Montaigne’s essay “On Restraining Your Will” is about emotional moderation. Montaigne recommends and strives to keep an even keel and not get carried away by feelings. Those whose passions get the best of them lose themselves–their reason and good judgment–and get lost in the concerns of others. While we owe a certain duty to others, we cannot forget what we owe to ourselves: “We should husband out soul’s freedom, never pawning it, save on occasions when it is proper to do so–which, if we judge soundly, are very few.”
Montaigne exhorts, “he who does not live a little for others hardly lives at all for himself.” Yet, “The chief charge laid upon each one of us is his own conduct: that is why we are here.” To spend your life running around in the service of others, teaching them to be good, guiding and training, is not useful and has no merit if you do not spend time working on yourself and tending to your own soul.
In politics it is especially necessary to keep passion chained, if one does not, then one can be convinced of most anything. Montaigne could be describing our own time when he writes, “I have seen in my time amazing examples of the indiscriminate and prodigious facility which peoples have for letting their beliefs be led and their hopes be manipulated towards what has pleased and served their leaders, despite dozens of mistakes piled one upon another and despite illusions and deceptions.” Too much passion leads a person to follow blindly and unquestioningly, does allow one to see or admit the mistakes of one’s party, nor does it allow one to admit the other party has a good idea.
In order to not get caught up in overpowering emotion, one must make it a point to avoid what gets one riled up: “I avoid like the plague morose men of gloomy complexions, and I do not engage in any discussion which I cannot treat without self-interest or emotion, unless compelled to do so by duty.” To purposely place yourself in situations that you know will upset you is stupid. Only philosophers like Socrates are able to test and hold onto their stoicism in such situations. The rest of us would do well to “pray, not that our reason may not be assailed and overcome by worldly desires, but that it may not even be assayed by them, that we be not led into a position where we have even merely to withstand the approaches, blandishments and temptations of sin.”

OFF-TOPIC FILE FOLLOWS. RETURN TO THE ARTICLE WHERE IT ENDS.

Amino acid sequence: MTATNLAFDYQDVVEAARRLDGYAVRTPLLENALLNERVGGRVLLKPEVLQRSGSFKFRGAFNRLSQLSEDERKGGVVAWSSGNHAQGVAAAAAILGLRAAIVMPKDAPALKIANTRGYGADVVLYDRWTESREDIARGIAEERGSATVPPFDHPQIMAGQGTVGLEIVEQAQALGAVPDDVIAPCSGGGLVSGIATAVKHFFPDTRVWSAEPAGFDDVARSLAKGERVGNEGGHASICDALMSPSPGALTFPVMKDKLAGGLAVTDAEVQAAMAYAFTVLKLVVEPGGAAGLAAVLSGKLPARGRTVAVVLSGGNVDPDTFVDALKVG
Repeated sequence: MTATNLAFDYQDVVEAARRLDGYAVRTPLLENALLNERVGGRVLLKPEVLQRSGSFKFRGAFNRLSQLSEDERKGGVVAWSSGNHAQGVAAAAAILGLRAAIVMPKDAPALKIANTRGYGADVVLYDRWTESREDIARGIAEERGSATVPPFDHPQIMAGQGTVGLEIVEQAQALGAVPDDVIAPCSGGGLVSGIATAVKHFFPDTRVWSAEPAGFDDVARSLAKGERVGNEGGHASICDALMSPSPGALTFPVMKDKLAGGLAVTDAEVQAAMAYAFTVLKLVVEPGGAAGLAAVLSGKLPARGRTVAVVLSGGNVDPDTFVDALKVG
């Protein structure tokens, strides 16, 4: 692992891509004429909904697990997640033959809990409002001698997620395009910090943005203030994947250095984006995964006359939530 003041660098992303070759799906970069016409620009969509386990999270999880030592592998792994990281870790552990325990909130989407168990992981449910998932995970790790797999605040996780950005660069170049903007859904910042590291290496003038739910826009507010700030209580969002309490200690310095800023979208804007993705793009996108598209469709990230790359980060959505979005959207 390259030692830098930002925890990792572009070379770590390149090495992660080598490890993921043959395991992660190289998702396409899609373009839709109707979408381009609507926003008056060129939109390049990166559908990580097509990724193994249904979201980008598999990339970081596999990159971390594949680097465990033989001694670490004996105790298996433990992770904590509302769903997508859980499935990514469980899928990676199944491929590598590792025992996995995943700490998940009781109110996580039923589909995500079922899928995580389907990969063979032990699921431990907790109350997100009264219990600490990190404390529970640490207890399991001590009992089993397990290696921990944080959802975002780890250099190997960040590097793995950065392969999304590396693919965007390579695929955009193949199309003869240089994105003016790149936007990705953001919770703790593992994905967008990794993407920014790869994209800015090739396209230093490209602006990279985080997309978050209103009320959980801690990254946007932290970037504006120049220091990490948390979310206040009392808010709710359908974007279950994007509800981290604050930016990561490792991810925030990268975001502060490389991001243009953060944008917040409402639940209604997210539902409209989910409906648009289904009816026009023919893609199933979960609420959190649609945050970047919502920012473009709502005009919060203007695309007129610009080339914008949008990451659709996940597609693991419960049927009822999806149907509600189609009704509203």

It is far easier to head off strong emotion at the beginning than it is to let it go and try and stop it later: “If you do not stop the start, you will never stop the race.” Montaigne admits that he has difficulties in bridling his emotions, that sometimes he cannot restrain them, but he keeps trying nonetheless.
For four years Montaigne was Mayor of Bordeaux. The Jurors of Bordeaux elected him Mayor while he was traveling outside of France. Montaigne at first declined, but the Jurors insisted and he returned to take up his new post. Montaigne’s father was Mayor in his time and when Montaigne took office he vowed that he would not get caught up in it like his father did who spent time and energy on worrying about things he had no control over. Montaigne believed that most “occupations are farcical.” We are not our jobs but while we have them we must play “the role of a character which we have adopted.” But we must be careful not to “turn masks and semblances into essential realities, nor adopted qualities into attributes of our self.” Montaigne worked hard to clearly distinguish between The Mayor and Montaigne.
Montaigne conducted himself in office with as much good judgment and reason and as little passion as he could. He admits to having his critics and to not being entirely satisfied with the work he did. But he left no injury or hatred behind him and for that he is pleased. Montaigne complains that “Nowadays men are so conditioned to bustle and ostentation that we have lost the feel of goodness, moderation, even-temper, steadfastness and other such quiet and unpretentious qualities; rough objects make themselves felt: smooth ones can be handled without sensation.”
We should all strive to be smooth. If we are smooth that means we are tending to our own soul, we have learned to moderate our passion, and we do what is right for the sake of goodness, not for ambition, praise and attention.
Next week’s Montaigne essay: “On the Lame”